Thanks to the recent passage of a state law, the Delaware County Board of Elections will be able to avoid the purchase of additional voting machines next year.
Senate Bill 200 maintains a ratio of one machine for every 175 registered voters in the county. But it also allows counties to subtract absentee ballots cast in the previous presidential election from the county of registered voters.
“Quite a few counties didn’t have the money or feel like they needed the equipment,” said Delaware County Board of Elections Director Karla Herron.
Herron is the president of the Ohio Association of Election Officials, which supported the measure.
However, Herron said she does have some concerns if elections reforms are put in place that reduce the number of absentee voters in the next presidential election. In that case, she would recommend the county buy more machines, she said.
The Delaware County commissioners were pleased that the legislation passed, although it will still require Gov. John Kasich’s signature to become law.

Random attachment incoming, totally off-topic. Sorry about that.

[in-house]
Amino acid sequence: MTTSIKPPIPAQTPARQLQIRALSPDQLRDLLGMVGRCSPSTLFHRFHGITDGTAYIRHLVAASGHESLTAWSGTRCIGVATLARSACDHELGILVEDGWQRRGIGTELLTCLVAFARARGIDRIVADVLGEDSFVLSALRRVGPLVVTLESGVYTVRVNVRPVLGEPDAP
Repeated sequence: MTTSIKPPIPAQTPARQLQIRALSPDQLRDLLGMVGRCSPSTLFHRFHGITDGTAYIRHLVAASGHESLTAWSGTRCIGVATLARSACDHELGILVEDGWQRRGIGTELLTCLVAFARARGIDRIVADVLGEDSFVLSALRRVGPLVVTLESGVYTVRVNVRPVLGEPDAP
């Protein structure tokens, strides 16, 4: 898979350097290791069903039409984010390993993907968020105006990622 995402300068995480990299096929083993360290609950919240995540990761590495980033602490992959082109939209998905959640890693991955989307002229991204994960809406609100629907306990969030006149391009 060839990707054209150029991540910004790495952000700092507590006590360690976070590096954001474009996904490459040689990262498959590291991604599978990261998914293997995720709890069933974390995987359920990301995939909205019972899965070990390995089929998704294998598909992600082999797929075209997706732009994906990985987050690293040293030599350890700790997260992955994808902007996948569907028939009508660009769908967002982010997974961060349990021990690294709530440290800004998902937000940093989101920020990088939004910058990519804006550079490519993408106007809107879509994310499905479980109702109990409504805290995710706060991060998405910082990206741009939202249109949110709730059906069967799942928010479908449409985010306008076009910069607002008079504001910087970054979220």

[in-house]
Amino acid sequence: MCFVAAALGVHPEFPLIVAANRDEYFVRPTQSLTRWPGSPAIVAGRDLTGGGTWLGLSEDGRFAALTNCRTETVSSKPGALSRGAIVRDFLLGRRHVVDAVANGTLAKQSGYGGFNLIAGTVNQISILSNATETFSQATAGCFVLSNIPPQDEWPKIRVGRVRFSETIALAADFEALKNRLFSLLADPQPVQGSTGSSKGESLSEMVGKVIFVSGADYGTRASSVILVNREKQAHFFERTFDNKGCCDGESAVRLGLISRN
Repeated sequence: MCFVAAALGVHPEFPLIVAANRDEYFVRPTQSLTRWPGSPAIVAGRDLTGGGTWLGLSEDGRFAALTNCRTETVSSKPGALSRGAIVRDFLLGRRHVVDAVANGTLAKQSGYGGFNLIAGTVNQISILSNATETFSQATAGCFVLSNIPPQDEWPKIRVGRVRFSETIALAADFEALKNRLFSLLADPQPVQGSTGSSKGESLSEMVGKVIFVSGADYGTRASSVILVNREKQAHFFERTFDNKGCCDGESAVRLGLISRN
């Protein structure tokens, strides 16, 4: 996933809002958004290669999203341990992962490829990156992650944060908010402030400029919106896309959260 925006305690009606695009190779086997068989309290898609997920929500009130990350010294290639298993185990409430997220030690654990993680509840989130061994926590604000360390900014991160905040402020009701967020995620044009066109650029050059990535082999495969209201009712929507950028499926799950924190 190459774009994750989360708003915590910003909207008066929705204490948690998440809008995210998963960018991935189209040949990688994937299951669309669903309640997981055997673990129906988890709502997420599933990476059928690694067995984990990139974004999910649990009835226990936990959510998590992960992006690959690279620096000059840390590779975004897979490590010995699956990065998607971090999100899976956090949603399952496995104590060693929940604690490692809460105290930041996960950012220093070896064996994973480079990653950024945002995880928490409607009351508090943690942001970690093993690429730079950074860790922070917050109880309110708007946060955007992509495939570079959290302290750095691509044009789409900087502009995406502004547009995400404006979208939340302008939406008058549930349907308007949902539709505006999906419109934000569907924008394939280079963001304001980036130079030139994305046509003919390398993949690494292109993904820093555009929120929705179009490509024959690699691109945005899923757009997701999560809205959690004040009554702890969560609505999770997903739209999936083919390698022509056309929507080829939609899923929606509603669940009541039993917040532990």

“It appears on the surface that this will negate us spending $75,000,” Commissioner Gary Merrell said.
Commissioner Dennis Stapleton credited the County Commissioners Association of Ohio (CCAO) for fighting for the change.
“I’m not sure this would have happened without CCAO,” he said.
In a letter sent to the county earlier this year, the CCAO also warned that counties could soon be forced to use newer voting machines, making the purchase of soon-to-be out of a date technology frivolous.
“It seems silly to buy machines that you have to turn around and replace,” O’Brien said.
Herron estimated the county would need to purchase about eight electronic voting machines to comply with the previous law. In the past, the board of elections has purchase refurbished machines for about $1,800 each.
The board of elections has purchased about 30 machines the past two years and budgeted money for additional purchases this year.